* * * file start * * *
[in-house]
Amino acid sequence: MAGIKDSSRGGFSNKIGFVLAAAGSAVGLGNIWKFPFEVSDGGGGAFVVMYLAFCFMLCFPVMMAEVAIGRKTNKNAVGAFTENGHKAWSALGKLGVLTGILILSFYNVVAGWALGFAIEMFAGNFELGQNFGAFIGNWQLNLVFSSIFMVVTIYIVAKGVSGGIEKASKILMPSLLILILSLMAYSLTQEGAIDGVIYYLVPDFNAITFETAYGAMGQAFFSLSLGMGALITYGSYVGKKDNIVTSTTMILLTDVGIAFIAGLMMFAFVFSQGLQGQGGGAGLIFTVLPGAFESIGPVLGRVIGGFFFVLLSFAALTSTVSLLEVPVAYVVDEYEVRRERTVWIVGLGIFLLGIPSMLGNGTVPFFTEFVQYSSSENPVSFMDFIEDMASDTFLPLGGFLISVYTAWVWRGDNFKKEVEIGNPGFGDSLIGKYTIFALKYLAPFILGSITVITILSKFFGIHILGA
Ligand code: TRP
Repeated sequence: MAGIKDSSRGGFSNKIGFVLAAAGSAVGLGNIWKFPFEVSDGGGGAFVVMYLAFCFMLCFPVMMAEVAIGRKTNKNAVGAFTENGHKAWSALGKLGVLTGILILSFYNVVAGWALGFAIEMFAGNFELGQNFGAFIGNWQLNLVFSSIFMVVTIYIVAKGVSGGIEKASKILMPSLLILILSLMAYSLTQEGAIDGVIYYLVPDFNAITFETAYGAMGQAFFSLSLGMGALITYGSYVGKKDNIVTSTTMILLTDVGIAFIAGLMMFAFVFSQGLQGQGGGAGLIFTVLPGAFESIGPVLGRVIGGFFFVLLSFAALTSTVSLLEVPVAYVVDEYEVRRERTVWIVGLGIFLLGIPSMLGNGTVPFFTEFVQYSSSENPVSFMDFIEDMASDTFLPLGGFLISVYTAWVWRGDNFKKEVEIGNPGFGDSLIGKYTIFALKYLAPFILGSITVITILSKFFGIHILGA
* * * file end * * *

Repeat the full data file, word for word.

[in-house]
Amino acid sequence: MAGIKDSSRGGFSNKIGFVLAAAGSAVGLGNIWKFPFEVSDGGGGAFVVMYLAFCFMLCFPVMMAEVAIGRKTNKNAVGAFTENGHKAWSALGKLGVLTGILILSFYNVVAGWALGFAIEMFAGNFELGQNFGAFIGNWQLNLVFSSIFMVVTIYIVAKGVSGGIEKASKILMPSLLILILSLMAYSLTQEGAIDGVIYYLVPDFNAITFETAYGAMGQAFFSLSLGMGALITYGSYVGKKDNIVTSTTMILLTDVGIAFIAGLMMFAFVFSQGLQGQGGGAGLIFTVLPGAFESIGPVLGRVIGGFFFVLLSFAALTSTVSLLEVPVAYVVDEYEVRRERTVWIVGLGIFLLGIPSMLGNGTVPFFTEFVQYSSSENPVSFMDFIEDMASDTFLPLGGFLISVYTAWVWRGDNFKKEVEIGNPGFGDSLIGKYTIFALKYLAPFILGSITVITILSKFFGIHILGA
Ligand code: TRP
Repeated sequence: MAGIKDSSRGGFSNKIGFVLAAAGSAVGLGNIWKFPFEVSDGGGGAFVVMYLAFCFMLCFPVMMAEVAIGRKTNKNAVGAFTENGHKAWSALGKLGVLTGILILSFYNVVAGWALGFAIEMFAGNFELGQNFGAFIGNWQLNLVFSSIFMVVTIYIVAKGVSGGIEKASKILMPSLLILILSLMAYSLTQEGAIDGVIYYLVPDFNAITFETAYGAMGQAFFSLSLGMGALITYGSYVGKKDNIVTSTTMILLTDVGIAFIAGLMMFAFVFSQGLQGQGGGAGLIFTVLPGAFESIGPVLGRVIGGFFFVLLSFAALTSTVSLLEVPVAYVVDEYEVRRERTVWIVGLGIFLLGIPSMLGNGTVPFFTEFVQYSSSENPVSFMDFIEDMASDTFLPLGGFLISVYTAWVWRGDNFKKEVEIGNPGFGDSLIGKYTIFALKYLAPFILGSITVITILSKFFGIHILGA